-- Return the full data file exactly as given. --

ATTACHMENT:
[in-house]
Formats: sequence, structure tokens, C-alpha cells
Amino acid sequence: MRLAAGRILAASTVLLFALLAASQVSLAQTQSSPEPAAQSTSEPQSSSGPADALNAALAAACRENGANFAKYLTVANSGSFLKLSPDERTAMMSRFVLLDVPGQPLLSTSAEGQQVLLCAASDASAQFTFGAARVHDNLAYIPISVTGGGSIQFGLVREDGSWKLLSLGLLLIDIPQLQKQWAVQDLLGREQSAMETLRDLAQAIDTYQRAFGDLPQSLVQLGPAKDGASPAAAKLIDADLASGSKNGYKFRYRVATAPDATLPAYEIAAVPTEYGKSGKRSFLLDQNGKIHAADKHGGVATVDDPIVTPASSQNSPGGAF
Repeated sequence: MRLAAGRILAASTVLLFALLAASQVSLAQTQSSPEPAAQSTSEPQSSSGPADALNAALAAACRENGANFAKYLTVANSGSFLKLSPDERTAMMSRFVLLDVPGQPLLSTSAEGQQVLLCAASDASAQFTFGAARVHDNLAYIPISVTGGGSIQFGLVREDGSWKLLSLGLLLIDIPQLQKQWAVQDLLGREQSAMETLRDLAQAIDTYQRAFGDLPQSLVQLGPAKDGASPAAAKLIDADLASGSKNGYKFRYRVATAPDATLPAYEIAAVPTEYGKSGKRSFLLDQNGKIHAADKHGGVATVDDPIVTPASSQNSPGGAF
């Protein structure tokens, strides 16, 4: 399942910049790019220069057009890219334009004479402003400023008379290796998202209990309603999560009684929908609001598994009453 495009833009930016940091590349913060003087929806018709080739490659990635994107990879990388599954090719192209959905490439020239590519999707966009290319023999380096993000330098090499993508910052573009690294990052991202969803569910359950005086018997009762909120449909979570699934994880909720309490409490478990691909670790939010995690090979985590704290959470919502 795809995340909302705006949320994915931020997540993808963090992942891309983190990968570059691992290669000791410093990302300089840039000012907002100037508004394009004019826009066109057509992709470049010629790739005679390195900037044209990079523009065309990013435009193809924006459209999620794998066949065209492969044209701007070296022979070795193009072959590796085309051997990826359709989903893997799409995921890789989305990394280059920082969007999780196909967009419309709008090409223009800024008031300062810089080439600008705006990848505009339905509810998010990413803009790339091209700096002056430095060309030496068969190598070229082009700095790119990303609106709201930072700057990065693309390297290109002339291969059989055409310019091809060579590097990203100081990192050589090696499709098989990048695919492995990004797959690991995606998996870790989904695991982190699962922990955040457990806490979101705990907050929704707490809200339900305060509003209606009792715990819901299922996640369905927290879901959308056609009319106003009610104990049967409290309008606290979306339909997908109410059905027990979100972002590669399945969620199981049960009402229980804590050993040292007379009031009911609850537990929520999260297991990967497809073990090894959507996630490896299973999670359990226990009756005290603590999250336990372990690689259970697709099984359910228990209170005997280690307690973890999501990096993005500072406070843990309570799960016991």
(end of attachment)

[in-house]
Formats: sequence, structure tokens, C-alpha cells
Amino acid sequence: MRLAAGRILAASTVLLFALLAASQVSLAQTQSSPEPAAQSTSEPQSSSGPADALNAALAAACRENGANFAKYLTVANSGSFLKLSPDERTAMMSRFVLLDVPGQPLLSTSAEGQQVLLCAASDASAQFTFGAARVHDNLAYIPISVTGGGSIQFGLVREDGSWKLLSLGLLLIDIPQLQKQWAVQDLLGREQSAMETLRDLAQAIDTYQRAFGDLPQSLVQLGPAKDGASPAAAKLIDADLASGSKNGYKFRYRVATAPDATLPAYEIAAVPTEYGKSGKRSFLLDQNGKIHAADKHGGVATVDDPIVTPASSQNSPGGAF
Repeated sequence: MRLAAGRILAASTVLLFALLAASQVSLAQTQSSPEPAAQSTSEPQSSSGPADALNAALAAACRENGANFAKYLTVANSGSFLKLSPDERTAMMSRFVLLDVPGQPLLSTSAEGQQVLLCAASDASAQFTFGAARVHDNLAYIPISVTGGGSIQFGLVREDGSWKLLSLGLLLIDIPQLQKQWAVQDLLGREQSAMETLRDLAQAIDTYQRAFGDLPQSLVQLGPAKDGASPAAAKLIDADLASGSKNGYKFRYRVATAPDATLPAYEIAAVPTEYGKSGKRSFLLDQNGKIHAADKHGGVATVDDPIVTPASSQNSPGGAF
């Protein structure tokens, strides 16, 4: 399942910049790019220069057009890219334009004479402003400023008379290796998202209990309603999560009684929908609001598994009453 495009833009930016940091590349913060003087929806018709080739490659990635994107990879990388599954090719192209959905490439020239590519999707966009290319023999380096993000330098090499993508910052573009690294990052991202969803569910359950005086018997009762909120449909979570699934994880909720309490409490478990691909670790939010995690090979985590704290959470919502 795809995340909302705006949320994915931020997540993808963090992942891309983190990968570059691992290669000791410093990302300089840039000012907002100037508004394009004019826009066109057509992709470049010629790739005679390195900037044209990079523009065309990013435009193809924006459209999620794998066949065209492969044209701007070296022979070795193009072959590796085309051997990826359709989903893997799409995921890789989305990394280059920082969007999780196909967009419309709008090409223009800024008031300062810089080439600008705006990848505009339905509810998010990413803009790339091209700096002056430095060309030496068969190598070229082009700095790119990303609106709201930072700057990065693309390297290109002339291969059989055409310019091809060579590097990203100081990192050589090696499709098989990048695919492995990004797959690991995606998996870790989904695991982190699962922990955040457990806490979101705990907050929704707490809200339900305060509003209606009792715990819901299922996640369905927290879901959308056609009319106003009610104990049967409290309008606290979306339909997908109410059905027990979100972002590669399945969620199981049960009402229980804590050993040292007379009031009911609850537990929520999260297991990967497809073990090894959507996630490896299973999670359990226990009756005290603590999250336990372990690689259970697709099984359910228990209170005997280690307690973890999501990096993005500072406070843990309570799960016991």